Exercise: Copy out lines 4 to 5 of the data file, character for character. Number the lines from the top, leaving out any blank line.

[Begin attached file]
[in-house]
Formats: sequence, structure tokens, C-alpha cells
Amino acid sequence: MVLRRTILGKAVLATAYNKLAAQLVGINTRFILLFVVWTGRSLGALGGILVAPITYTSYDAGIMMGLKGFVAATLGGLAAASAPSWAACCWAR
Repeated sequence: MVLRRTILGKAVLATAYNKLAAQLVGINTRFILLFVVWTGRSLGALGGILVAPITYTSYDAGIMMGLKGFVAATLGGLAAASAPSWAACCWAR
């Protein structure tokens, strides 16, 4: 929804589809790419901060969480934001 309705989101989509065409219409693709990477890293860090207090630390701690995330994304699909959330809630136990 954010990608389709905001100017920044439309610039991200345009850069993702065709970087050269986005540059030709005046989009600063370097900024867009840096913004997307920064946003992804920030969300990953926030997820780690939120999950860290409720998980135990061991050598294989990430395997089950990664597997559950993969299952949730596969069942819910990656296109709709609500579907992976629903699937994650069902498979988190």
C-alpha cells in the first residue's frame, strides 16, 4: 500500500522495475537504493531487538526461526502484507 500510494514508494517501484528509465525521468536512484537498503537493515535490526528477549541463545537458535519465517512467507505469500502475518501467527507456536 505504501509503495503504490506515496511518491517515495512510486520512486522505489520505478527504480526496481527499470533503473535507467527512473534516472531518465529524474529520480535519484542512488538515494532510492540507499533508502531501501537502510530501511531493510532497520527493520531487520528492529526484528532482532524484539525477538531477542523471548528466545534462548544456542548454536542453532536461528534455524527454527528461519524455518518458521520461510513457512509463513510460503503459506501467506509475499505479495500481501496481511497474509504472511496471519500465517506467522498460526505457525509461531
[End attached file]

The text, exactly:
Repeated sequence: MVLRRTILGKAVLATAYNKLAAQLVGINTRFILLFVVWTGRSLGALGGILVAPITYTSYDAGIMMGLKGFVAATLGGLAAASAPSWAACCWAR
């Protein structure tokens, strides 16, 4: 929804589809790419901060969480934001 309705989101989509065409219409693709990477890293860090207090630390701690995330994304699909959330809630136990 954010990608389709905001100017920044439309610039991200345009850069993702065709970087050269986005540059030709005046989009600063370097900024867009840096913004997307920064946003992804920030969300990953926030997820780690939120999950860290409720998980135990061991050598294989990430395997089950990664597997559950993969299952949730596969069942819910990656296109709709609500579907992976629903699937994650069902498979988190």